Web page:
Leonard Mogill, 86; Retired Violist For The Philadelphia Orchestra

Posted: October 30, 1997

Leonard Mogill, 86, a violist who played more than 60 years in the Philadelphia Orchestra, died Tuesday after suffering an apparent heart attack at his home in Wynnewood.

When Mr. Mogill retired from the orchestra in 1981, he had the distinction of having played all 52 summer seasons the orchestra had played, beginning at Robin Hood Dell in 1930.

He should have retired in 1976, but the players negotiated a change in the then-compulsory retirement age of 65 to keep Mr. Mogill in the orchestra five more years.

Even so, his retirement lasted only a few months. Music director Riccardo Muti valued his expertise and took him on tours and saw to it that he returned as a substitute, playing season after season. He last played with the orchestra in 1992.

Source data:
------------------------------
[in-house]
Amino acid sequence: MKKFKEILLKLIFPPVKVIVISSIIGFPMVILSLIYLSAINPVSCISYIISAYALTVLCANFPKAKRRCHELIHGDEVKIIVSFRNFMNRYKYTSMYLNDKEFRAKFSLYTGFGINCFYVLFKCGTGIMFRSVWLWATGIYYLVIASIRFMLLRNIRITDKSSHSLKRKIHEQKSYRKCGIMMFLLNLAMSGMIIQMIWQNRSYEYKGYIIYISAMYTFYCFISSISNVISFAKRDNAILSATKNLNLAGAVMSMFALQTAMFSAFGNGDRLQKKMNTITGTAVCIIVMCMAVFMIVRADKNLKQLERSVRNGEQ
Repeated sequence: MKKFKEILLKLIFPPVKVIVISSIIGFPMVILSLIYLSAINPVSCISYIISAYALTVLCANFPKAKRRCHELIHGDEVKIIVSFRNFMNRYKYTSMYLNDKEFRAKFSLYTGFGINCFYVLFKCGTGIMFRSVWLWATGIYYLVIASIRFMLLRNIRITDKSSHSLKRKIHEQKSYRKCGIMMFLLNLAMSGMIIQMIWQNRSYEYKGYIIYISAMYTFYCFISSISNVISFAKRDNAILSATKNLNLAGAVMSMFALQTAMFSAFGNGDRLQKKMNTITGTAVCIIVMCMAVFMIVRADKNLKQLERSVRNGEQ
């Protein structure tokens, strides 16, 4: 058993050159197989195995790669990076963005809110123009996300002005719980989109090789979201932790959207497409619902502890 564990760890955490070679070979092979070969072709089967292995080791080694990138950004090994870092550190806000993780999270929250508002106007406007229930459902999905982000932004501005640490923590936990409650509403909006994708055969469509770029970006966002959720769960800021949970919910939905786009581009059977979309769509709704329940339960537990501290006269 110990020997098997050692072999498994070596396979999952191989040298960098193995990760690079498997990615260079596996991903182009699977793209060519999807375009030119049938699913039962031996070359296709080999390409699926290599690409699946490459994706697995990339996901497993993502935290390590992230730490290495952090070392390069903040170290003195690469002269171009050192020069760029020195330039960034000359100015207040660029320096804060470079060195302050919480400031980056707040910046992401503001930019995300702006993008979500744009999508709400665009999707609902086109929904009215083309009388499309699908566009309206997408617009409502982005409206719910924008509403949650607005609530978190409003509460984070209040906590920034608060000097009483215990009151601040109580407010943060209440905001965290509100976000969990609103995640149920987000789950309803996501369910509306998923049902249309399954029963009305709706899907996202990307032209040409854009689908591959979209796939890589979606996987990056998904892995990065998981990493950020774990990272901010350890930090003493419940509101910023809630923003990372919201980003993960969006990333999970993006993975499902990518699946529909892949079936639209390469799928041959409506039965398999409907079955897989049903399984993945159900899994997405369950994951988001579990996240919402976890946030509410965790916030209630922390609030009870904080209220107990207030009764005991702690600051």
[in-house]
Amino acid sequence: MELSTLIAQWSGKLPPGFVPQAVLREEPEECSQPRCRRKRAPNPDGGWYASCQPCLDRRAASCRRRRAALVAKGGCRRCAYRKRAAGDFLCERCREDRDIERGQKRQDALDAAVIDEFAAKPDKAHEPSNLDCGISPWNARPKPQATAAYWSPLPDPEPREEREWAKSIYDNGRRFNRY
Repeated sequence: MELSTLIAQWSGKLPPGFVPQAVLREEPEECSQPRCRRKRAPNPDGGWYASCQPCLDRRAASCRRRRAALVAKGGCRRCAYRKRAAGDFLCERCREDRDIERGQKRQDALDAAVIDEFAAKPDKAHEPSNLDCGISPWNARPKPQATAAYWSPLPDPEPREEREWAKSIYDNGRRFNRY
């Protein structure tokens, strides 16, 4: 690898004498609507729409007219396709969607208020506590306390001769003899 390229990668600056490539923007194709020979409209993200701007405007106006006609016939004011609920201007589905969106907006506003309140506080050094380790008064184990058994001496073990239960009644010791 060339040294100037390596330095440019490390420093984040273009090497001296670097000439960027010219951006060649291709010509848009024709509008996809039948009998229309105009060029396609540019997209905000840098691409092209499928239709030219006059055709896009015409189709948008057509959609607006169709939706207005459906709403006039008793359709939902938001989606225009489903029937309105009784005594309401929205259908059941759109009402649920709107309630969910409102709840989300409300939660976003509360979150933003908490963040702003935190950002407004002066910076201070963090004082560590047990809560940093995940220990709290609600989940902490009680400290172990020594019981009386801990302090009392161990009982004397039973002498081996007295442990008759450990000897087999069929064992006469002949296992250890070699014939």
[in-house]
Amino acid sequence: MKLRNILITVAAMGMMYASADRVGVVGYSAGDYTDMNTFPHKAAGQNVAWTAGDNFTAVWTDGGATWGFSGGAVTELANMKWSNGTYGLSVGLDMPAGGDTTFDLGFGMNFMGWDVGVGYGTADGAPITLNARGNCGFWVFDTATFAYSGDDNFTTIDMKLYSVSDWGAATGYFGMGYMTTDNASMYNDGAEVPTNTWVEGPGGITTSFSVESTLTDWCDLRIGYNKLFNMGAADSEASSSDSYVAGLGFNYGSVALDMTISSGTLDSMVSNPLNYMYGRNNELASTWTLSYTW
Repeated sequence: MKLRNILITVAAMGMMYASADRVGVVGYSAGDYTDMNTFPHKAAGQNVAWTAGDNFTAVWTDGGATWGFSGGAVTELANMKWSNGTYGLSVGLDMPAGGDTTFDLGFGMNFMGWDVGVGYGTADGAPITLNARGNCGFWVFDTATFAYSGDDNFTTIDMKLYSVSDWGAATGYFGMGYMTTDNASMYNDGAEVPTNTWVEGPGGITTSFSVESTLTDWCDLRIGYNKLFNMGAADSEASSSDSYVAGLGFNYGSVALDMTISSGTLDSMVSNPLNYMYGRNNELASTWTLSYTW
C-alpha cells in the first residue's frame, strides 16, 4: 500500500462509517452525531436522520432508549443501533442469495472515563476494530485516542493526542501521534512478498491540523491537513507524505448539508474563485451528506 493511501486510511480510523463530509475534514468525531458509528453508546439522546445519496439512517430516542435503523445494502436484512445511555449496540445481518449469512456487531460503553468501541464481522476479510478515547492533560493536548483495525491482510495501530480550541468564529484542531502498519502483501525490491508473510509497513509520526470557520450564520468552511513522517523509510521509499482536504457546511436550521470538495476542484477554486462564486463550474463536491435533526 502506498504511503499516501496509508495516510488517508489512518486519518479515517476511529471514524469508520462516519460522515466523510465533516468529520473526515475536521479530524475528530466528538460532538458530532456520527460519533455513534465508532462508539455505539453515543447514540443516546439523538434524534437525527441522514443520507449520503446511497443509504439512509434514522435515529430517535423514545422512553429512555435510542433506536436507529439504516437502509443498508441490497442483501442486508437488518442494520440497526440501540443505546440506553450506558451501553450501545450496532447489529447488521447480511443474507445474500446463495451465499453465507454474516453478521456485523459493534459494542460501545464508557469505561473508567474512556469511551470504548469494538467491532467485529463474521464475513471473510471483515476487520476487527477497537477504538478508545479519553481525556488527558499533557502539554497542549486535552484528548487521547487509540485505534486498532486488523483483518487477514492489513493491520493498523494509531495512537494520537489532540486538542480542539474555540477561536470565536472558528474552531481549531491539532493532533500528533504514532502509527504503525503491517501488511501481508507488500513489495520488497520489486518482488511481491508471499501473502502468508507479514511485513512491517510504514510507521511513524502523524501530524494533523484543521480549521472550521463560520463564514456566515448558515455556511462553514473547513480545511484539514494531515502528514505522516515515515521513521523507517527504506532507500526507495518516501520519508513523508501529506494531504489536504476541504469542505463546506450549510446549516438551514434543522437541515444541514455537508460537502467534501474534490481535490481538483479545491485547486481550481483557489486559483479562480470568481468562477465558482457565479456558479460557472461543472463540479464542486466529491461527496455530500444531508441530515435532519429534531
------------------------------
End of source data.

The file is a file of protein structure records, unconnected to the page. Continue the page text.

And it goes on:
Born in Philadelphia, Mr. Mogill graduated from the Philadelphia Musical Academy and Curtis Institute of Music. At 12, he played violin on a weekly radio show. He changed to viola when he entered Curtis, and he was 17 when his teacher recommended him for the new Robin Hood Dell Orchestra. Five years later, Leopold Stokowski engaged Mr. Mogill for the orchestra. He was for many years associate principal, and for 20 years was principal violist at the Robin Hood Dell.

He taught at Temple University, and continued to teach privately until his death. When the orchestra toured China in 1973, Mr. Mogill took copies of his published teaching materials, and developed a connection that brought several Chinese students here. When Mr. Mogill retired, the Chinese government sent him a pi'pa, an ornate lute.

He continued to publish studies for violists and was working on others when he died.

He is survived by his wife of 51 years, Beatrice; a daughter, Mara Selden; and a grandson.

Funeral services will be at 11 a.m. today at Goldsteins' Rosenberg's Raphael-Sacks, 6410 N. Broad St.

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